But Chaiken said that in Woods' case, the "undisputed facts" establish that at the time of the SEC's complaint, Horizon's most valuable asset was Southport Capital Advisors, a Chattanooga investment advisory firm with 45 employees in 16 states with $1.4 billion in assets under management. He said that amount is more than the $824 million the SEC had said in a filing was in client investments.

The attorney said Horizon's interest in Southport alone was valued in excess of $40 million prior to the SEC's complaint. He said Southport had an offer in hand from a buyer that would have generated that value for Horizon's investors.

Chaiken said the SEC chose to proceed with charges and "a misguided effort to place Southport Capital Advisors into receivership that destroyed that value and harmed Horizon's investors."

He said Woods also had nearly $1 million of his own family's money invested in the fund, 100% of which he expects to lose as a result.

In addition, Chaiken said he is unaware of evidence that Woods stole investor funds for himself or lived a lavish lifestyle. He said Woods did not receive compensation or fees for running the fund.

The attorney said tens of millions of dollars in investor assets remain held on behalf of Horizon's investors -- including more than $14 million in cash in a single TD Ameritrade account held by the fund.

According to a filing by the receiver -- Charlotte, North Carolina, attorney A. Cotten Wright -- investors in Horizon put in $134.5 million. Investors so far received back $66.3 million in principal or interest from Woods' fund, court papers show. But, the filing said, there's $68.2 million in "net losses" to date.

The receiver said in the filing that of the 525 investors in Horizon, 87 were determined to be "net winners," or received more money back than they invested. Three investors received back exactly what they invested.

That leaves 435 investors who have so far received back less money than they invested, according to filings.

Chaiken said it's incorrect to say that losses to investors to date amount to about $68.2 million. He said the number "merely represents the current amount of principal outstanding to be paid to investors using the assets held by the fund, not 'losses.'"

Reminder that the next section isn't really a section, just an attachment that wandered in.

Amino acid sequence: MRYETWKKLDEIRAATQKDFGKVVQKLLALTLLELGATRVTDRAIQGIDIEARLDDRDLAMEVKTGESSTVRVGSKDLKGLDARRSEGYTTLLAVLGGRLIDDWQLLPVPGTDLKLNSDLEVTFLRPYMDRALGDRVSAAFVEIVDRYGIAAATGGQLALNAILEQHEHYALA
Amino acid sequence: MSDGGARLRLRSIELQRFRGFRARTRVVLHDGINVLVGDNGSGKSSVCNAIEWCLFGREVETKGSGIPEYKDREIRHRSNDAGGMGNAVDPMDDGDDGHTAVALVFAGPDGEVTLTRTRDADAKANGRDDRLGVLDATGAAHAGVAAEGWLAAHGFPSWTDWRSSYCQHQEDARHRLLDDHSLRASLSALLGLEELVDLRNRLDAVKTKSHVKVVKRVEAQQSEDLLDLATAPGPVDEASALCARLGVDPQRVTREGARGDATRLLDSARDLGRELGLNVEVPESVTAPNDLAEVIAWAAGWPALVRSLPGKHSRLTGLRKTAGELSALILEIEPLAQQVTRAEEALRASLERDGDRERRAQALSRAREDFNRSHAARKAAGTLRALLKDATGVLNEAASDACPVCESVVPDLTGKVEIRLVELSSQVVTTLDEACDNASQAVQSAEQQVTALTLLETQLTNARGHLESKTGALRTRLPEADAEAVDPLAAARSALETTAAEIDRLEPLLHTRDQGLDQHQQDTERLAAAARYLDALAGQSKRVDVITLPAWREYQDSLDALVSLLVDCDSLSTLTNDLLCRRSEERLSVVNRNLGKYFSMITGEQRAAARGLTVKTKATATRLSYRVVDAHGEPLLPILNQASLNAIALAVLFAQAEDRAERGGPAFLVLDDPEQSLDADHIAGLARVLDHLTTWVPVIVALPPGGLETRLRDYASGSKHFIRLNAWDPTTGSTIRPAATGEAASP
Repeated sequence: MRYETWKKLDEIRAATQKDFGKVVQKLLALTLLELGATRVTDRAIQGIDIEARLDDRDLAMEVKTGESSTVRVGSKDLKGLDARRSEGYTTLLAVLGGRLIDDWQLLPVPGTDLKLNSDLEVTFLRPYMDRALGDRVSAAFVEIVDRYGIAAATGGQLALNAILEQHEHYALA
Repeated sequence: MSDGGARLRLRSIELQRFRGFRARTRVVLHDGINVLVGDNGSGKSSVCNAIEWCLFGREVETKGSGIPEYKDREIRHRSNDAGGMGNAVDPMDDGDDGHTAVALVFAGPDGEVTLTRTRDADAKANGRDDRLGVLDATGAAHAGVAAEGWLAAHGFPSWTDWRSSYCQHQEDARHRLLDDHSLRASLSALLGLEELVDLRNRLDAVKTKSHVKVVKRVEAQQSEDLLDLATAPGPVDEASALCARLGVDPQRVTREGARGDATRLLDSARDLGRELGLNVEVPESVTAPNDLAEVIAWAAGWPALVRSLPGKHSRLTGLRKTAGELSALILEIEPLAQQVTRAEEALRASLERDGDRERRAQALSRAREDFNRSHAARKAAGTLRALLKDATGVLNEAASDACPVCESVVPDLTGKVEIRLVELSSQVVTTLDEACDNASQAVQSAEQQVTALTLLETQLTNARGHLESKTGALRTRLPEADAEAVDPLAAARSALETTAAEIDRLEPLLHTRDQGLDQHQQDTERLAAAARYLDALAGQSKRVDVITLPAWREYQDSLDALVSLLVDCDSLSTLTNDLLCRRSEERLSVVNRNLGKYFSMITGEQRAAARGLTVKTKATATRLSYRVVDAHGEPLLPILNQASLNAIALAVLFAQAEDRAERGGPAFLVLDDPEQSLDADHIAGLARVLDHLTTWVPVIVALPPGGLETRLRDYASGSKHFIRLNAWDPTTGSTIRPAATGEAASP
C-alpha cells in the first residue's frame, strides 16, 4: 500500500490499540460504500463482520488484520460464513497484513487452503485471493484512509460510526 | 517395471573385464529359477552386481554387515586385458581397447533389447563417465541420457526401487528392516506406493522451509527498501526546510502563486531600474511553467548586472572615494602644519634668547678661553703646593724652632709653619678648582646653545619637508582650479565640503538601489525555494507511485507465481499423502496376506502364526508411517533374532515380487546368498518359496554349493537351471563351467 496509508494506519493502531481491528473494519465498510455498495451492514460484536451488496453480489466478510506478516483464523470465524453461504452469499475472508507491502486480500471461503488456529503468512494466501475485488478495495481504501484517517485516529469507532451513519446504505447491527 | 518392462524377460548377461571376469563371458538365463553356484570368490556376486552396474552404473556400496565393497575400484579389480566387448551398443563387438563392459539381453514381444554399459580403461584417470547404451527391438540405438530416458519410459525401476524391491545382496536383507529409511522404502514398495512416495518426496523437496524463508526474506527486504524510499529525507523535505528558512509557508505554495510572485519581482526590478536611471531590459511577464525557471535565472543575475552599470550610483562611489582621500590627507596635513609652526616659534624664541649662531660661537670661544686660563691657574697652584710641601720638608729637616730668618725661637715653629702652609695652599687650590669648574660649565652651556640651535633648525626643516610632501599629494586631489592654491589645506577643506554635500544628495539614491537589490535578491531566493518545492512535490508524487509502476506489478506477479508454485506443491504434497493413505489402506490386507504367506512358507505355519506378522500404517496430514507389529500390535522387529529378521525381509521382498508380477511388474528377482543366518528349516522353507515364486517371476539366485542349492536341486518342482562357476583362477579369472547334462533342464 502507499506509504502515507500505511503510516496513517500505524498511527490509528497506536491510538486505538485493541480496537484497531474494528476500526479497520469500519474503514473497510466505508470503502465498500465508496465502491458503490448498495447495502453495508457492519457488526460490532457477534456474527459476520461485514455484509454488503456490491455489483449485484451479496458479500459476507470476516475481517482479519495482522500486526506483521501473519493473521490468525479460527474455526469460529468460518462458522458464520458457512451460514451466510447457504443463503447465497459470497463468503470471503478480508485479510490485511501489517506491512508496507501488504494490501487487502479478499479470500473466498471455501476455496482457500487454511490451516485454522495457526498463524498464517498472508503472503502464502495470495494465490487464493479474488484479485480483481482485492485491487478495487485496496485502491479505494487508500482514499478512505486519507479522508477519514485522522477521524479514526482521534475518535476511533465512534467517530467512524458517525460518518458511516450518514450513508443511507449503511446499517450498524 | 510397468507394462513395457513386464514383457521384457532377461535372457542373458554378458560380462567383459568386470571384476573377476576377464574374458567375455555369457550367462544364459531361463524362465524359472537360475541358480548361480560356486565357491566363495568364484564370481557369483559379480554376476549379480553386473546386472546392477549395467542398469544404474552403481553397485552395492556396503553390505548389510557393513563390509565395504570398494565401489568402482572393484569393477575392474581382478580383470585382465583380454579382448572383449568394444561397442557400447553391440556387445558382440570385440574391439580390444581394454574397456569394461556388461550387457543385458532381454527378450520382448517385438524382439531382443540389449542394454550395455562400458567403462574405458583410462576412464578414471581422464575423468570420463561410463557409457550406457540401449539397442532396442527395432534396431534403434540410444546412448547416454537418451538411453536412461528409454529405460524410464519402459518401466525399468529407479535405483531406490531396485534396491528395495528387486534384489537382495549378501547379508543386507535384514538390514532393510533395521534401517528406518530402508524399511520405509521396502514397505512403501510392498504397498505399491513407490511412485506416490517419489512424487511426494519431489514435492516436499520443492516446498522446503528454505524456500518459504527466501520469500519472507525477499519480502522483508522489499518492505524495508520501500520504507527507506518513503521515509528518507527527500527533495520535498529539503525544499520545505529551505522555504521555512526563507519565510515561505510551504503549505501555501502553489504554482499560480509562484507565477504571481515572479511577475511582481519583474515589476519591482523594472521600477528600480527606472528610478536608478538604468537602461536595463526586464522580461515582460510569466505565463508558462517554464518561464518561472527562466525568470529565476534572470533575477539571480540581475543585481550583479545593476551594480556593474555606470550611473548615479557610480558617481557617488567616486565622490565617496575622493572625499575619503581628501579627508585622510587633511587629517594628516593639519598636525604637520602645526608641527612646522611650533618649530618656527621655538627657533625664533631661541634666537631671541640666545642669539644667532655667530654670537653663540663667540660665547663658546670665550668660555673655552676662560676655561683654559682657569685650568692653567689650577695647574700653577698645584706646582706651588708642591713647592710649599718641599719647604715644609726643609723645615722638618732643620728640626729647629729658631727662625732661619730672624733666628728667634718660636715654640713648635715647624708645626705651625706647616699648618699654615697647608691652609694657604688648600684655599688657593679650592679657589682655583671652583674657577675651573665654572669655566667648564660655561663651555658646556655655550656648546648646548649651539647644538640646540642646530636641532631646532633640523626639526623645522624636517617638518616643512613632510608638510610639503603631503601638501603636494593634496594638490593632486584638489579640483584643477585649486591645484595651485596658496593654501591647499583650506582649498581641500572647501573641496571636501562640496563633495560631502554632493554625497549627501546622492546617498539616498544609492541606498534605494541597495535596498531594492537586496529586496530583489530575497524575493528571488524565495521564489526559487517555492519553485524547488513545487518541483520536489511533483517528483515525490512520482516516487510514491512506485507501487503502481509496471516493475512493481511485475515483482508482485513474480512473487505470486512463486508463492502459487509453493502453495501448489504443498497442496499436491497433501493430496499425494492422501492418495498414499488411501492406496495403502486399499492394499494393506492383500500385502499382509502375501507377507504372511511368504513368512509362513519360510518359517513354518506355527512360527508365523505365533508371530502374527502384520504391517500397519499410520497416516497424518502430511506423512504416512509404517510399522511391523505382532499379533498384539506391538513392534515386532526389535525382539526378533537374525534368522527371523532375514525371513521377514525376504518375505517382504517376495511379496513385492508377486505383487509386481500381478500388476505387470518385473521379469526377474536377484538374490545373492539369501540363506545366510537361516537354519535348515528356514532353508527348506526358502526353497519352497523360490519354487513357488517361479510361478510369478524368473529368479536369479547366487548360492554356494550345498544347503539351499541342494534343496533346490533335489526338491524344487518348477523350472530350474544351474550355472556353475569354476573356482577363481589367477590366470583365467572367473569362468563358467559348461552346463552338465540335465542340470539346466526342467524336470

The attorney said tens of millions of dollars in investments are in the process of being liquidated in order to return funds to the investors, and it remains to be seen what shortfall there will be at the end of the day.

He said that "promising" real estate development projects throughout Chattanooga with prominent developers such as Wolford Development, BI Developments and CBL Properties were in the private equity fund.

Also, Chaiken said, there were numerous start-up companies, the Atlanta movie studio filming the hit Netflix show "Stranger Things" and other investments, including income-producing office properties in Georgia and Kentucky.

"These are real, legitimate investments, unlike true Ponzi schemes like United States v. Madoff that involved fabricated documents to show fictitious investments," he said.

Woods, 57, who grew up in East Ridge, has asked for a jury trial in the civil case. He has not been charged criminally.

The SEC, in its original complaint, asked for civil penalties, the giving up of "ill-gotten gains," and a freezing of Woods' assets.

Contact Mike Pare at or 423-757-6318. Follow him on Twitter @MikePareTFP.